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Oran Hall Potential hedges against inflation

It is easy to deceive yourself into believing that you are better off because the value of your assets has increased over a given period.

Such an increase can be meaningless, though, if what you can buy at the end of the period is not at least equivalent to what the original sum could have bought. Where there is a loss of purchasing power, the main culprit is inflation.

Inflation is the sustained increase in the general level of the prices of goods and services used by consumers or private households. The rate of inflation is the percentage change in the average price level of a fixed set of goods and services (the CPI basket) in an economy over a given period.

A modest level of inflation is expected in an economy that is growing, and governments are keen to ensure that the rate of inflation does not get too high because of the adverse effects it can have on the cost of living and the pressure it can put on them to provide for the citizenry.

You do not have to experience a loss of purchasing power if you buy assets that have the potential to increase more in value than the rate at which prices increase. It is true that building an investment portfolio that focuses on hedging against inflation by way of investment instruments that appreciate in value, especially over the long term, is an effective strategy.

Often overlooked are assets that are usually acquired for personal use. Included in this group are real estate that is used as a personal residence; art, such as paintings and sculptures, which are used for decoration; rare manuscripts and books; stamps and coins, the collection of which can be a hobby; and jewellery, for personal use. These have one thing in common: they provide enjoyment for the buyer or user.

The ability of most of these to appreciate in value rests with their quality, which is often reflected in their price, so this may rule out some people.

Some people also use currency, especially where their national currency is weak and tends to lose value consistently. One approach used is to buy foreign currency and hold it, but another approach is to buy assets denominated in foreign currency. The value of such assets increases as the local currency loses its value.

While it is true that residential properties are generally held for a long time, we know that some are sold in some circumstance and that the equity in them is sometimes used as collateral to secure funds for productive purposes.

People with deeper pockets or with the willingness to take risk may choose to add a residential property or more to their portfolio. Where borrowed funds are used to acquire such properties, the rental income is generally available to pay most or all of the mortgage while the value of the property appreciates.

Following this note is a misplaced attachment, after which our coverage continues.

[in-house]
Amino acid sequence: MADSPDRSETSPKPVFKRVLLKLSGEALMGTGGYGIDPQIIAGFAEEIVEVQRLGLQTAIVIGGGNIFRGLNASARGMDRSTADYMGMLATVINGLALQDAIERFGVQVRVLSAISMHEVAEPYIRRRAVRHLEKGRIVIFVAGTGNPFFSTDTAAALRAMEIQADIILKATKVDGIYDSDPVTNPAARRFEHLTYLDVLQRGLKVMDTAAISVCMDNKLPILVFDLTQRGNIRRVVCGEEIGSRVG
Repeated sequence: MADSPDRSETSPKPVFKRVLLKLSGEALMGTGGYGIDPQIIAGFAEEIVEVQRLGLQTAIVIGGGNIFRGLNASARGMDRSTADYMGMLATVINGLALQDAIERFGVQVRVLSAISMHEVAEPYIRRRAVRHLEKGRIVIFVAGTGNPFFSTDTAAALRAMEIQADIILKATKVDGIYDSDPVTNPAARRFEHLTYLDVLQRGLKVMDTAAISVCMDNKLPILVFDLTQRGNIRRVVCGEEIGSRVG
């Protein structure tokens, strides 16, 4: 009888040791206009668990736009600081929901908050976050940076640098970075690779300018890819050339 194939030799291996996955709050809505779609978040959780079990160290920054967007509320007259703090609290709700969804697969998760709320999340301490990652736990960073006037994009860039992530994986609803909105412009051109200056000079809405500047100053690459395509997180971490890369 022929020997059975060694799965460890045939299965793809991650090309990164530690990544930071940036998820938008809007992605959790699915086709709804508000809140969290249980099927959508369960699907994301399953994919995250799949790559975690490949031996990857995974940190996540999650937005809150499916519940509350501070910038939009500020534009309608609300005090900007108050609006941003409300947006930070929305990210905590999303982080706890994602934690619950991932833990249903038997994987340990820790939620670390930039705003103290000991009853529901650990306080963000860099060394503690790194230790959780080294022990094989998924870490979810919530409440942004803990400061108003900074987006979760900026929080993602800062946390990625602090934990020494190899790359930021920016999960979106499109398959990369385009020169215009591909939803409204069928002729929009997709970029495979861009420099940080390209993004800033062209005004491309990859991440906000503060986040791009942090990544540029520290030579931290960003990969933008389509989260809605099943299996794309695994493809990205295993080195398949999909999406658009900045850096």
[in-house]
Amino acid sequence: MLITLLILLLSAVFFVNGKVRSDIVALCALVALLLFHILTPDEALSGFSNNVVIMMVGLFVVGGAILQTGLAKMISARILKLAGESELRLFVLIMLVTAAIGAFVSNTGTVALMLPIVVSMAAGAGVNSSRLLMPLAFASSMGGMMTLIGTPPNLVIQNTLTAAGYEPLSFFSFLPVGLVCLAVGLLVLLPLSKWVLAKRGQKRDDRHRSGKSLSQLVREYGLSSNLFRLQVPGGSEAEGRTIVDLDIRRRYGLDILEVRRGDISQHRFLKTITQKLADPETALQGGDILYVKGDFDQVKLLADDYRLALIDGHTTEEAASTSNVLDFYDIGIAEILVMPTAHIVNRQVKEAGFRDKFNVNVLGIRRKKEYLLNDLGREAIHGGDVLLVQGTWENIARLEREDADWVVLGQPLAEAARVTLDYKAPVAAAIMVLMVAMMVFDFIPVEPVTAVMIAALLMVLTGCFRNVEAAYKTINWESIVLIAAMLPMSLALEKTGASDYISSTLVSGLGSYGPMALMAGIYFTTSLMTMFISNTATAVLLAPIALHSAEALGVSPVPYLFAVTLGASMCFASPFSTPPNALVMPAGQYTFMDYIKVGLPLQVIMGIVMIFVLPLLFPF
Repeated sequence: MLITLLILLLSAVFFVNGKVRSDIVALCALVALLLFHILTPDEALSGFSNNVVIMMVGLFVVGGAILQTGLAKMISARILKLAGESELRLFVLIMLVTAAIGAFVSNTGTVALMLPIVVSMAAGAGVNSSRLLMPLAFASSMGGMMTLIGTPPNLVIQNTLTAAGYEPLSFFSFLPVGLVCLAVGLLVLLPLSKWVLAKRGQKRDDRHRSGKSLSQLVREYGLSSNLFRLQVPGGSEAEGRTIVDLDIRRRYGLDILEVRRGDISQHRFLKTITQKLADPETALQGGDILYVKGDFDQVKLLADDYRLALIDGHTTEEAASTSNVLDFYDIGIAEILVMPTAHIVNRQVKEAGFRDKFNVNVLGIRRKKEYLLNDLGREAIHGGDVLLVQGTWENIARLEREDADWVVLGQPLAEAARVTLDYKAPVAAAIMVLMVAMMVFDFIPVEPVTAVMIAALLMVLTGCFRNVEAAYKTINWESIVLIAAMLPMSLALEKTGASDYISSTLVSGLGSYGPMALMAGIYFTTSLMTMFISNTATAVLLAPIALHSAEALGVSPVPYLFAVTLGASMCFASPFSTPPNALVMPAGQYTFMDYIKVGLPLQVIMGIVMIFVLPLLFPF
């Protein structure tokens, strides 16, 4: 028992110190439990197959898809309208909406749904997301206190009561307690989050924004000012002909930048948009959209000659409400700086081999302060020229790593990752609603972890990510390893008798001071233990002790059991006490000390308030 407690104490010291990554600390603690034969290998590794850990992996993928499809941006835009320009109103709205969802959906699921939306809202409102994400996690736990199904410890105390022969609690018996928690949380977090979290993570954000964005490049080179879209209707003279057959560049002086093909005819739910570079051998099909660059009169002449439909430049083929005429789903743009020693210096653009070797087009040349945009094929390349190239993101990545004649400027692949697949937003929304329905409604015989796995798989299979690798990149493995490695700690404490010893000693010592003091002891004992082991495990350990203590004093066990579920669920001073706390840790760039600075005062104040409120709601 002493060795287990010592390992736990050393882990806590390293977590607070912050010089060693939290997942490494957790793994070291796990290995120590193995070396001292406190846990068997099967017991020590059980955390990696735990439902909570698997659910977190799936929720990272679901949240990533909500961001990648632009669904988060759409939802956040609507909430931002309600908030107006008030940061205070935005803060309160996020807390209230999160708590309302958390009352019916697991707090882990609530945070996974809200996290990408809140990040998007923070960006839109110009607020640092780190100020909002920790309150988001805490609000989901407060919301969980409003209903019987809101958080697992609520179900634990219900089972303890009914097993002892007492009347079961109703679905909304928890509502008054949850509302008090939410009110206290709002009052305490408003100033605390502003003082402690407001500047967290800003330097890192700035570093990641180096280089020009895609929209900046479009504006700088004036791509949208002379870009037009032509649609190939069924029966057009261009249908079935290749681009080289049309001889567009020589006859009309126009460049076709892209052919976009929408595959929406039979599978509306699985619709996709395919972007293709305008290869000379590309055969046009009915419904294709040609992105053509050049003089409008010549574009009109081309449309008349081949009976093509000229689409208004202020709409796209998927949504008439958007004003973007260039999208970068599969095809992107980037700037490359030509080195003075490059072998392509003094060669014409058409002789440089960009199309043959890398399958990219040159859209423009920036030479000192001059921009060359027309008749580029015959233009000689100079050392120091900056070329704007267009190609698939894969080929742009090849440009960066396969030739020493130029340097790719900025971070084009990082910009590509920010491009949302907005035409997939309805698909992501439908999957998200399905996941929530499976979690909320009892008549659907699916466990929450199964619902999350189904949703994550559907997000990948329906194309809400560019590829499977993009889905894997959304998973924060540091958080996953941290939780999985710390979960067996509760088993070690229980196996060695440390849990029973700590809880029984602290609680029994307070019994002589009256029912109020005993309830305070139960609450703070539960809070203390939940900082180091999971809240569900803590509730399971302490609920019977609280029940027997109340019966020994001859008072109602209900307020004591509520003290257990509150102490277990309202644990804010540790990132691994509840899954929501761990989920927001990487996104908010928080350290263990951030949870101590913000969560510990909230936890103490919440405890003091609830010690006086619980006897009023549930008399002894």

Equities, also called ordinary shares, notwithstanding their tendency to lose value from time to time, have proven to be a reliable hedge against inflation in the long term. Short-term market fluctuations may cause prices to decline, but cutting and running is not necessarily the best course to take when the stock market declines as an opportunity may be lost to gain when the market rebounds.

The truth is that assets that have the potential to increase also have the potential to lose value due to general market fluctuations. This includes real estate although we have not seen much of that in our market recently.

Capital growth unit trusts and mutual funds also provide a means to hedge against inflation. They tend to invest in assets like equities and real estate in the Jamaican market. While some may be almost fully equity funds or real estate funds, considering that they are permitted to include cash and interest-earning securities in the portfolio, others may include both.

Life insurance also provides a way to hedge against inflation by way of equity-linked policies. The unitised segregated funds into which a portion of each premium payment is invested, operate like unit trusts and mutual funds, so their unit values may increase or decrease depending on how the prices of the assets of the fund move.

One big advantage of assets that appreciate in value is their favourable tax treatment considering that capital gains is not taxed. This is important because taxes have the potential to reduce the gain on an asset to a level below the rate of inflation, thus giving it a negative real return.

Inflation is indeed a little monster, but it does not have to wreck you financially. With a good investment programme focused on capital growth, you can defeat it if you have the capacity and willingness to take the risk.

Oran A. Hall, author of Understanding Investments and principal author of The Handbook of Personal Financial Planning, offers personal financial planning advice and counsel.

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